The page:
Molasses Based Whisky Is Still Going Strong In India
Single Malt Whisky and blends which contain all grain whiskies are becoming increasingly prevalent in India. However, it seems that the distilled molasses based products are still going strong. In the hours I have spent researching this topic, I have learned that transparency has not yet made its way to India; at least not in the distilling industry. Therefore, it is very difficult to find a distillery listing molasses as an ingredient in their whiskies.
So I have to infer it from what they do not mention. For example, take Officer’s Choice Whiskey, the third best selling whisky brand in the world with 20.8 million cases sold in 2020. The description of their flagship red label states that it is a “…finely balanced malt blend”. Reading between the lines suggest that this carefully worded statement likely means “spirit distilled from molasses blended with grain whiskies”. That is what the outside information suggests.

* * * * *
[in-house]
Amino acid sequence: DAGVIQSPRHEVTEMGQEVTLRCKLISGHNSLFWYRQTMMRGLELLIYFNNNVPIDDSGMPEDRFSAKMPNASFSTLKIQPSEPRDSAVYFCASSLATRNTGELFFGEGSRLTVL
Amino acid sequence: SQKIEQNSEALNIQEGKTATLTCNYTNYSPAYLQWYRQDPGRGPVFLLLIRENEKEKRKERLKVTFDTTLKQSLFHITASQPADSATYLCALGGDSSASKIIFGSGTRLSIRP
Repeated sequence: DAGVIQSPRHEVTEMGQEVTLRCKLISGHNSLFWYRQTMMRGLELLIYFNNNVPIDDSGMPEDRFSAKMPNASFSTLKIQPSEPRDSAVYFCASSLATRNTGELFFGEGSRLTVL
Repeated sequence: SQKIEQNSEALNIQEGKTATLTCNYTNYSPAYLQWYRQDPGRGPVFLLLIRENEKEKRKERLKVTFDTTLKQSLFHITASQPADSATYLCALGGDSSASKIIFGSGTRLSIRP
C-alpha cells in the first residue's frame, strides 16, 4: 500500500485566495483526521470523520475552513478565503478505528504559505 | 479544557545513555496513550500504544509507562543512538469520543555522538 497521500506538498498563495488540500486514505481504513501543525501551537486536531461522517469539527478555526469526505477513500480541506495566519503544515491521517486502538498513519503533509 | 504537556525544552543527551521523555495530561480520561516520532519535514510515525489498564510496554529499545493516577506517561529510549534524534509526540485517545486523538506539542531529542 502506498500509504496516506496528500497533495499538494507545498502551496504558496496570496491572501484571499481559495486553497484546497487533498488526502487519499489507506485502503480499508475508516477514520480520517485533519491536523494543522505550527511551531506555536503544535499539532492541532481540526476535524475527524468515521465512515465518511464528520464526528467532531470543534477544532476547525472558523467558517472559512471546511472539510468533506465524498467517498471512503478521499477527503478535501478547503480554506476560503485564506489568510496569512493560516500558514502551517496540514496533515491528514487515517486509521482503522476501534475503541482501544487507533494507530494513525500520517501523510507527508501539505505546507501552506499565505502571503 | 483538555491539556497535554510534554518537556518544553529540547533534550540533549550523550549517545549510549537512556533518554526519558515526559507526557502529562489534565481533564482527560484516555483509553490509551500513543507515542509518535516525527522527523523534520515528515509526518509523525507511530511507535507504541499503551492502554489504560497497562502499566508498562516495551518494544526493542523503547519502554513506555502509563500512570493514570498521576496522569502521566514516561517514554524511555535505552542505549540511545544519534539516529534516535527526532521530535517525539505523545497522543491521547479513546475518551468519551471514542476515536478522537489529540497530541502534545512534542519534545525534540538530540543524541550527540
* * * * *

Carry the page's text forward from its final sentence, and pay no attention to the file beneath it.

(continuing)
Likewise, take the world’s number 1 selling whisky, McDowell’s No1 (25.7 million cases in 2020). It also likely has a distilled molasses spirit as its base. This Diageo owned brand’s India website states that it is “Made by blending whisky and select Indian malts..”. There’s not much reading between the lines necessary here. The generic term “whisky” in India has essentially no constraints. “Whisky” can be a distilled molasses based spirit, with added coloring and flavorings allowed. The same likely goes for Pernod Ricard’s Imperial Blue, the world’s second best selling whisky in 2020 with 21.3 million cases.
Five Standard Versions of Amrut Single Malt